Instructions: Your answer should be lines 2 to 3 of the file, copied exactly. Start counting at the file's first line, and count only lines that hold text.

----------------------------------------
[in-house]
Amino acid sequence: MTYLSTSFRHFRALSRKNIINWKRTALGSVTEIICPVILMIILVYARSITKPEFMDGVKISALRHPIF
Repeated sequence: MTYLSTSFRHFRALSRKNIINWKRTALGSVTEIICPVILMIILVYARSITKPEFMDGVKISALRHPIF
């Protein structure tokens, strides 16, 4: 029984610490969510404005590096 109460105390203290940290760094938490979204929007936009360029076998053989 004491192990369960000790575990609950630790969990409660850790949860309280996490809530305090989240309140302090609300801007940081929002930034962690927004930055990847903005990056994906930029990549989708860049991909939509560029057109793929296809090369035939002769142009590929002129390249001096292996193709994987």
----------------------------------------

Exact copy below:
Amino acid sequence: MTYLSTSFRHFRALSRKNIINWKRTALGSVTEIICPVILMIILVYARSITKPEFMDGVKISALRHPIF
Repeated sequence: MTYLSTSFRHFRALSRKNIINWKRTALGSVTEIICPVILMIILVYARSITKPEFMDGVKISALRHPIF